Now Reading: Scarlett Blu of The Trash Mermaids Talks “Stoked on Life” Music Video and Mission to Preserve Marine Life


Scarlett Blu of The Trash Mermaids Talks “Stoked on Life” Music Video and Mission to Preserve Marine Life

May 20, 20196 min read

Scarlett Blu always had a niche for adventure. After sailing and diving in the world’s oceans, she was devastated by the plastic pollution that littered such beautiful bodies of water. Immediately, Blu felt a sense of responsibility, which is what prompted her to name her band, The Trash Mermaids. Through her music and with the support of her fans, Blu hopes to use The Trash Mermaids to spread the message of protecting the world’s oceans and preserving its biodiversity.

I sat down with Scarlett to learn more about The Trash Mermaids’ recent music video for their single “Stoked on Life” and their ongoing mission.


Ariel Zedric: Tell me about your band name, The Trash Mermaids! What inspired it?

Scarlett Blu: The Trash Mermaids’ name comes from my passion for protecting our oceans from plastic pollution.


Talk more about your devotion to protecting the ocean from plastic pollution! When did you first discover this passion?

I discovered this passion in my early twenties while diving and sailing and was really upset by the plastic pollution I saw everywhere. With the help of my fans and their communities, I hope to fulfill the bigger purpose of protecting the world’s oceans and preserving its biodiversity.


What was the inspiration behind “Stoked on Life”!

I wrote “Stoked On Life” while spending time in Hawaii, inspired by nature and feeling one with the Earth.  Nature is my muse and writing a song for Earth Day is my way to give back to the environment. “Stoked On Life” is about being in love with life itself and giving thanks to the nature that gives you joy every day.


What was your favorite part about filming the music video?

Dancing with all these amazing dancers! It’s fun to get in a room and sweat with people and let your body be the music!


All the proceeds from the song go to Mission Blue! That’s amazing! How did you choose to partner with Mission Blue?

I had met Sylvia Earle, the founder of Mission Blue, and was really impressed by her commitment to save the oceans. Sylvia Earle has dedicated her life to this important cause and is one of my heroes.


If you weren’t an artist, would you be a full-time conservationist?

Yes, absolutely! Nature and the environment are faced with enormous challenges from loss of biodiversity, pollution and climate change and we all need to step up and take action to protect the earth.



I have to ask, what’s your favorite marine animal?

I love dolphins. Dolphins are extremely playful and so much fun to be around! They are compassionate mammals known to help humans and even whales. This is why every time a dolphin is captured or killed anywhere in the world, it saddens me.


Explain the personal and professional struggles you’ve encountered in the music industry thus far. How have they molded you?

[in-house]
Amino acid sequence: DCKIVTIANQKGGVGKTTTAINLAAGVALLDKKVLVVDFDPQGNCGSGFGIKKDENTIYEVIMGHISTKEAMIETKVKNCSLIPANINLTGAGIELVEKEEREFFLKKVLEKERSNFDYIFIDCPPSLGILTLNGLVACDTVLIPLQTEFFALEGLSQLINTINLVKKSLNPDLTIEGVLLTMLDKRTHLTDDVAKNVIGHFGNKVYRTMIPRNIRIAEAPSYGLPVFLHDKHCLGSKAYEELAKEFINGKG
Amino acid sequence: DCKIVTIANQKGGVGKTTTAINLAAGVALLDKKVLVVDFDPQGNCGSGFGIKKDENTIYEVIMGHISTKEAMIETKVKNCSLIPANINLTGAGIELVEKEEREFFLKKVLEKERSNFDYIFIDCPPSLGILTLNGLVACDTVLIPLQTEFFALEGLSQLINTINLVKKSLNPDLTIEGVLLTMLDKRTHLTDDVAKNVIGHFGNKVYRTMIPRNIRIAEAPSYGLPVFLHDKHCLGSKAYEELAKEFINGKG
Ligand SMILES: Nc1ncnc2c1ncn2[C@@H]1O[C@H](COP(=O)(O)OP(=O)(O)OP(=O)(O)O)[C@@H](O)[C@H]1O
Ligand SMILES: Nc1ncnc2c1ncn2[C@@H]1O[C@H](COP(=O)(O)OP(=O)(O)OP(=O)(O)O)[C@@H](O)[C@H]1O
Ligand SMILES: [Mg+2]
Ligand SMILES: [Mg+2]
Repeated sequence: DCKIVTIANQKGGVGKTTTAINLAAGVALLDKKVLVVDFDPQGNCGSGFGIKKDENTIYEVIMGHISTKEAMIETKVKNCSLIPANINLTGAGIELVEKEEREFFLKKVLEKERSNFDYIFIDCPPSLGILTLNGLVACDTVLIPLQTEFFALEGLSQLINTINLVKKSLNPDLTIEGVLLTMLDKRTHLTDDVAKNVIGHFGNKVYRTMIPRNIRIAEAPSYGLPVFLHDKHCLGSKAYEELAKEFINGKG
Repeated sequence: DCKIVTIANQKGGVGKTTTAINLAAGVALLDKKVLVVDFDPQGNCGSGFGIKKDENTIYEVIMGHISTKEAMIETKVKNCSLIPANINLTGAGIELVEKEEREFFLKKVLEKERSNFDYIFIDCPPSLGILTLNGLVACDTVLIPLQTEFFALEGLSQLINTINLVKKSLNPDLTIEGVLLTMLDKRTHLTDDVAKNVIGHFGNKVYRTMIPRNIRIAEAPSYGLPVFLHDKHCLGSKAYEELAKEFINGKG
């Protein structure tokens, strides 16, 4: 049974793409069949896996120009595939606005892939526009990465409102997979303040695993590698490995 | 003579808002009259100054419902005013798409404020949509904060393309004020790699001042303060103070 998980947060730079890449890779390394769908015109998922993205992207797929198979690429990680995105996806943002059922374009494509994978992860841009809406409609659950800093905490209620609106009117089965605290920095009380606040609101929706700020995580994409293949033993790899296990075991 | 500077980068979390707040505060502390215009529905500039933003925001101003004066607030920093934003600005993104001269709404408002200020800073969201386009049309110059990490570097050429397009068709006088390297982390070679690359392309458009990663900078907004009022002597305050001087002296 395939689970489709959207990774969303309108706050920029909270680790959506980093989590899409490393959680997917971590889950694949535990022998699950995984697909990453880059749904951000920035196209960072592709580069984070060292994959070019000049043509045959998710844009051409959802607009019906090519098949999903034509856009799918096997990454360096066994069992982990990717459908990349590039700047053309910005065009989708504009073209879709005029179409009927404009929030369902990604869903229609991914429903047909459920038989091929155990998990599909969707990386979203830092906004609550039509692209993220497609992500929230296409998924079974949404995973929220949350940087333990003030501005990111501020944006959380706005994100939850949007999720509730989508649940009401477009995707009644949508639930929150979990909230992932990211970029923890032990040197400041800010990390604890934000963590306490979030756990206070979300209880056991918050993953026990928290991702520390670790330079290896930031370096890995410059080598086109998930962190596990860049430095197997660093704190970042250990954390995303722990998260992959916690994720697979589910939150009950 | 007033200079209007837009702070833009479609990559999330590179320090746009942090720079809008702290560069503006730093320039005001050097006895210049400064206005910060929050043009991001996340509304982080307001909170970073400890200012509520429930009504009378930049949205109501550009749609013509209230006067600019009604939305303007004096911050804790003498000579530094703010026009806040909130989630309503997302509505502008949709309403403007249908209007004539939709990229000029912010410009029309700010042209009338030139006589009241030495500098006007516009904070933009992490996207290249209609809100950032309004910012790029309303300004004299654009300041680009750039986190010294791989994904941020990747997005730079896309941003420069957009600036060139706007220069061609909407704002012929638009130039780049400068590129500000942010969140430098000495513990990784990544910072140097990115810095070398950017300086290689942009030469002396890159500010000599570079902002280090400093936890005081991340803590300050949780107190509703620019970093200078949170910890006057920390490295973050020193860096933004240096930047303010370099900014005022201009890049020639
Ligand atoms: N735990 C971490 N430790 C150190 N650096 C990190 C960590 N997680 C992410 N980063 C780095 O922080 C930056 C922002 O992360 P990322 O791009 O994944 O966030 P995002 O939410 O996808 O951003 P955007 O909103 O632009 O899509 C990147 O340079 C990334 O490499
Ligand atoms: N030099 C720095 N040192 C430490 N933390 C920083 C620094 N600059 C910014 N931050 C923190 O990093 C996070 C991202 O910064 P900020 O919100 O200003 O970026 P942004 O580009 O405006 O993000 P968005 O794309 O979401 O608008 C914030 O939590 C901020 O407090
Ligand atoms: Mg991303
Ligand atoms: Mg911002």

Having my own record label The Trash Mermaids and writing, producing my own songs is hard work. You have to work and create content 24/7 and you get rejected all the time by music festivals or playlist curators. It is nice to have mentors who encourage you but in the end, you have to do the work yourself. You have to create your own fan base. You have to own your success and career and make it happen. If you are sitting around waiting for somebody to discover you and help you, you are wasting your time. Nobody is going to discover you, you have to discover yourself.


What’s it like being a female in the music industry?

The overall music business is male-dominated. Most mixing and master engineers and music producers are men. My mentors so far in the music industry were all men. I was lucky to have great male mentors who opened doors for me, treated me with respect and inspired me. We need to create a woman sisterhood in music where strong women support each other by opening doors to other women.


Tell me about a moment in your career that has left you extremely proud.

Writing a song for Earth Day and donating all the song’s profits to ocean conservation


Do you have any advice for aspiring artists in the field? How has your success story panned out?

Enjoy the process of creating music and don’t worry about the outcome.


Any last thoughts?

My biggest joy as an artist is creating music with live musicians in the studio, and being on stage singing the songs that are in my heart.


Courtesy of Scarlett Blu


Follow The Trash Mermaids on Facebook, YouTube, Instagram, and Spotify.


Feature image courtesy of Scarlett Blu

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Ariel Zedric

Ariel Zedric is a student at Tufts University. When she's not studying, you can find her wandering around on her blog at Contact via email at [email protected] or on Twitter or Instagram @arielzedric